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Sam Slom, party of one in Hawaii’s Senate

By Los Angeles Times

POSTED:
LAST UPDATED: 06:53 a.m. HST, May 04, 2014


HONOLULU >> The clock was ticking and scores of bills hung in the balance, so Hawaii’s Republican Senate caucus descended to the Capitol basement and an austere wood-paneled meeting room, sealing the door to plot strategy.

Peering from behind silver reading glasses, Minority Leader Sam Slom skimmed a summary of each bill, then rendered a verdict. A housing revenue bond: “That’s OK.” Funds to boost Hawaii’s film industry: “We’ll let that one go.” Guaranteed overtime for public works: “More cost to the taxpayer,” Slom said, flagging the bill for dissent on the Senate floor.

The room was filled with a dozen staffers as well as the minority leader, the GOP floor leader and the top-ranking Republican on each of 16 committees, yet in 2 1/2 hours there wasn’t a whisper of dissent as Slom firmly made up his mind.

That’s because Slom holds every one of those leadership positions.

In the 25-member Hawaii Senate there are 24 Democrats and one Republican: Slom, a Pennsylvania-born contrarian with a frugal streak owing to his parents’ Great Depression upbringing and an unyielding capacity to be clobbered - ceaselessly, day in, day out - and gladly return for more.

“Nobody twisted my arm,” he said. “Nobody’s making me stay.”

Other legislatures are lopsided. Until recently, California Democrats held a two-thirds majority in Sacramento. Rhode Island Democrats control the state House 69 to 6, and Wyoming Republicans command the state Senate 26 to 4.

But Slom - the pronunciation rhymes with “home” - is a figure of unique solitude, comprising the only single-member caucus anywhere in the country. Even Hawaii’s House of Representatives has seven Republicans among its 51 members.

The opportunities for futility are never-ending. Forget about passing legislation. Slom’s policy proposals are largely ignored and his amendments rejected. Ideas that gain favor are swiped by Democrats, without giving him credit. He joked about holding “every indoor and outdoor NCAA record in voting no” - usually on the black-and-blue side of a 24-1 thumping.

Yet success, however meager, can be measured in different ways. “Who stands up for free enterprise . for no need for new taxation?” Slom asked as a lunch of pizza and salad sat untouched. “That’s what keeps me here, to make sure that people understand there is a different philosophy, that it’s an important philosophy, that it’s practiced in many states across this country.”

Hawaii is one of the most thoroughly Democratic states in the U.S., a product of its multiracial culture and strong labor influence, but Slom, 72, is surprisingly well-regarded. Part of it may be the indulgence afforded an eccentric, and mostly harmless, uncle. But political opponents praised his principle and consistency, his thorough research and carefully reasoned arguments. (Some Democrats agree with Slom more than they publicly admit.)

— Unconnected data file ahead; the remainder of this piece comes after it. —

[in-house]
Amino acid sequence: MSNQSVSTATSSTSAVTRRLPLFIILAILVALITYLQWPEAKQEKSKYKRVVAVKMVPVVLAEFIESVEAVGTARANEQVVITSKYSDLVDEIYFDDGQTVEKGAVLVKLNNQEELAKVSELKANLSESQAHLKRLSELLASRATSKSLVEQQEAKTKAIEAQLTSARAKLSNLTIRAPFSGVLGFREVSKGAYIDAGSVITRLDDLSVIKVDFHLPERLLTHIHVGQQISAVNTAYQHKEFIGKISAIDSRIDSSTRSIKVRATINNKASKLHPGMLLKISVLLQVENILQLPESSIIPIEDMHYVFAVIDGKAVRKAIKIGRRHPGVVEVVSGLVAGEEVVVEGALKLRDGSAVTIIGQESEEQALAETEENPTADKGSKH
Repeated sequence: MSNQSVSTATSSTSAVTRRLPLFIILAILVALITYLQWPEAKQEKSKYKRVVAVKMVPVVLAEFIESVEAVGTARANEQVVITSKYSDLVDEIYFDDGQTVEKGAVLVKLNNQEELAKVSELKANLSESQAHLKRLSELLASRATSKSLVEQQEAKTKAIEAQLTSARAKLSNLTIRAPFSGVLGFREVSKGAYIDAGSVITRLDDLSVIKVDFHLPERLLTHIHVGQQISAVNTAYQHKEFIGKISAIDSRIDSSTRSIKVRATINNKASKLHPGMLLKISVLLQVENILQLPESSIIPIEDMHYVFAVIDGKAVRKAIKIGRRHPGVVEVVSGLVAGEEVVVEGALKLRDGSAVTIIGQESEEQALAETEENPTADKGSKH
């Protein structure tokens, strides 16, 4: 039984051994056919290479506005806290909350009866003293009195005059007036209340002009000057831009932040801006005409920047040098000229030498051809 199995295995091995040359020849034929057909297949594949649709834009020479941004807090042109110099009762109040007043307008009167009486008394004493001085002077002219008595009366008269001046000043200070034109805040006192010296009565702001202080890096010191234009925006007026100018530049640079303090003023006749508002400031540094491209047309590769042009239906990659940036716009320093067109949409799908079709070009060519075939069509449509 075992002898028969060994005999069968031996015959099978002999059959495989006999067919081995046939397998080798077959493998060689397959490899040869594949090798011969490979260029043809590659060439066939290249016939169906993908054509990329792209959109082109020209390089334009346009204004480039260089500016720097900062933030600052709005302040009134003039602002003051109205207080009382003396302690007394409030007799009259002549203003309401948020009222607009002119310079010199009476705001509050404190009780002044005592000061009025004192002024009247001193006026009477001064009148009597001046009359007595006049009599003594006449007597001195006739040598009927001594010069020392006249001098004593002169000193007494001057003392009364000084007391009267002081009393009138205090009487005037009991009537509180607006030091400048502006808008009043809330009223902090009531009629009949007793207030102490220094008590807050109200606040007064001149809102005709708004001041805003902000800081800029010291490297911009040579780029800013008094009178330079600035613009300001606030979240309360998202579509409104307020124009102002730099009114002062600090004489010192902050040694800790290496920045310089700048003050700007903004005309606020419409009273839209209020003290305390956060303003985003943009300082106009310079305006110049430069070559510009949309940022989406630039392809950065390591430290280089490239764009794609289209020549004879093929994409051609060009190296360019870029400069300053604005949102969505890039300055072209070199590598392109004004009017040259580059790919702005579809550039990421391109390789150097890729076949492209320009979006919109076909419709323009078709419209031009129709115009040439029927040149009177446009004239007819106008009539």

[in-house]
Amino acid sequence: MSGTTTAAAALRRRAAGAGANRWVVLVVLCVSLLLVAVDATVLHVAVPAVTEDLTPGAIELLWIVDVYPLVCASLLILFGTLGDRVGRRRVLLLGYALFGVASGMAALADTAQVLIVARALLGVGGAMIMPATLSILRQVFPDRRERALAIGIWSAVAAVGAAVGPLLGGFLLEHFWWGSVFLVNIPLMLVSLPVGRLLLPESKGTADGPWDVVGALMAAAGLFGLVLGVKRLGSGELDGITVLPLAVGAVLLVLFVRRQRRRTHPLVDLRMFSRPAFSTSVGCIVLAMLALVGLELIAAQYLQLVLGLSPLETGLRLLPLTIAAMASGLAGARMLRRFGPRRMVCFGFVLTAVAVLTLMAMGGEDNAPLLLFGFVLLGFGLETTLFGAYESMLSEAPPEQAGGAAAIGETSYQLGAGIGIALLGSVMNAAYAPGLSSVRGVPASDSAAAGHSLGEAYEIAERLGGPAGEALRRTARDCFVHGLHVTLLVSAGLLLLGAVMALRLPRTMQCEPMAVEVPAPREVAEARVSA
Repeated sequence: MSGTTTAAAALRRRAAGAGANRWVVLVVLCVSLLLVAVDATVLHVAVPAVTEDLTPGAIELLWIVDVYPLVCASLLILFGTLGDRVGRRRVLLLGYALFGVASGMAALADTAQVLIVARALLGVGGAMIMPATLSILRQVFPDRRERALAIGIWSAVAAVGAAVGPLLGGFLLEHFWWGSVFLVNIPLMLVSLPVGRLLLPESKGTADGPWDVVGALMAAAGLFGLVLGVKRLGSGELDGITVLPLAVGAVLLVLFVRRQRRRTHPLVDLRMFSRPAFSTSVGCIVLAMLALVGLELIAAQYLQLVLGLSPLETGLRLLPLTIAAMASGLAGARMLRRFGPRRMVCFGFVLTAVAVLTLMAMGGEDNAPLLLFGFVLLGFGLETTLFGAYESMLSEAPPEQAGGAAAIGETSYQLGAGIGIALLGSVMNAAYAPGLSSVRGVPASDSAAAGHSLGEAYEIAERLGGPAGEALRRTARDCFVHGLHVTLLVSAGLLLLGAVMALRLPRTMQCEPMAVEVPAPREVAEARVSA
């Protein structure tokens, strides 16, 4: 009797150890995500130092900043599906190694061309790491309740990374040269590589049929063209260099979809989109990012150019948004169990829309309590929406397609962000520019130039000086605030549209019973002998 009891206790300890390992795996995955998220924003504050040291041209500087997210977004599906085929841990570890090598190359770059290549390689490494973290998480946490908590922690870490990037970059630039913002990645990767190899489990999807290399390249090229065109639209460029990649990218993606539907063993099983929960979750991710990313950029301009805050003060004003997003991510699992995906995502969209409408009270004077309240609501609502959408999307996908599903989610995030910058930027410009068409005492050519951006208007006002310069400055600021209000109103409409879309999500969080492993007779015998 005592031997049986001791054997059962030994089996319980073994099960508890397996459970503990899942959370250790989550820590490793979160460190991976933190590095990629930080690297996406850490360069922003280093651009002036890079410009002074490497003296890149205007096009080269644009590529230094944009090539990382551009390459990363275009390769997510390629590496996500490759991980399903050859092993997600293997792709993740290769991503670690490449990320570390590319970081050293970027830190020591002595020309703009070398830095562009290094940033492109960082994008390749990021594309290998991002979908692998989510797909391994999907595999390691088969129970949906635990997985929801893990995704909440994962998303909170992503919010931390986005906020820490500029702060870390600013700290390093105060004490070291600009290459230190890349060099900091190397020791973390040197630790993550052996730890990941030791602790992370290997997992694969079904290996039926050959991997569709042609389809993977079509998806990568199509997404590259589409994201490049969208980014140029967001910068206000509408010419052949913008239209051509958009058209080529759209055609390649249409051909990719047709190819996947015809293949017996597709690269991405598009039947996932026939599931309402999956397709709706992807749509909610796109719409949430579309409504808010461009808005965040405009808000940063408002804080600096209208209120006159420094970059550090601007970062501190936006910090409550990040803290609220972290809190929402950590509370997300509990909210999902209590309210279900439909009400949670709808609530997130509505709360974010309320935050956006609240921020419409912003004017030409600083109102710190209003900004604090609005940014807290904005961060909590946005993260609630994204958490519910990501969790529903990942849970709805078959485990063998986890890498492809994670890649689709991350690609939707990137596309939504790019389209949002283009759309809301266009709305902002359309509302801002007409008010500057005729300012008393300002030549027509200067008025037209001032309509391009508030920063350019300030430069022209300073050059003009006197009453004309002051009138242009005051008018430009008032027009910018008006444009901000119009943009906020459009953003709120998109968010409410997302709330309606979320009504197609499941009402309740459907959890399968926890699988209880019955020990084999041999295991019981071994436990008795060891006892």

“He has an ideology, but he’s not an ideologue,” said Democratic Gov. Neil Abercrombie, who has known Slom since they attended the University of Hawaii and stood on opposite sides of the Vietnam War - Slom marching in favor, Abercrombie against. “You can always have a civilized conversation.”

A sense of humor helps. In 2010, Hawaii’s only other Republican senator retired and was replaced by a Democrat. People took to calling Slom “the Lone Ranger.” So on the Legislature’s 2011 opening day, Slom delivered his speech for the minority caucus wearing a black cowboy hat and carrying a little stick pony.

Slom never worried much about standing out.

In the dead of an Allentown, Pa., winter, he’d wear the aloha shirts with little coconut buttons that his Uncle Ray, a sailor, sent from Honolulu. For as long as he can remember, Slom was drawn to the islands. He followed the 1950s debate on statehood and tuned in each Sunday night to the live-music show “Hawaii Calls.” (Abercrombie grew up listening to the radio broadcast in Buffalo, N.Y.)

Slom’s parents expected him to accept a scholarship to the University of Pennsylvania; instead he used his savings and bought a ticket to Honolulu, announcing the departure at his Hawaiian-themed high school graduation party. His mother, he said, dropped a tray of hors d’oeuvres.

After college and law school, Slom started a Honolulu economic consulting firm, which he still runs. He became a familiar face during the Legislature’s 60-day sessions, lobbying for small-business interests until he grew convinced he could do more as a lawmaker. In 1996, Slom knocked off a 22-year Democratic incumbent to nab a Senate seat, representing Diamond Head and other affluent parts of east Oahu.

He described his politics this way: “Conservative first. Libertarian second. Republican.” He supports legalized abortion, decriminalizing marijuana and civil unions for gay couples - but not same-sex marriage - and suggests the GOP has better things to do than crusade on social issues.

His main interest is fiscal matters. He has never, he boasted, voted for a tax increase and never will. (He’s personally frugal too, routinely turning back a portion of his office allowance and driving extra blocks to hunt down the cheapest gas for his 2005 Saturn.)

Married and twice divorced, Slom has four grown sons who live on the mainland, which leaves plenty of time for other interests: snorkeling, reading historical and business biographies, and extending a thumb in the eye of the reigning Democratic establishment.






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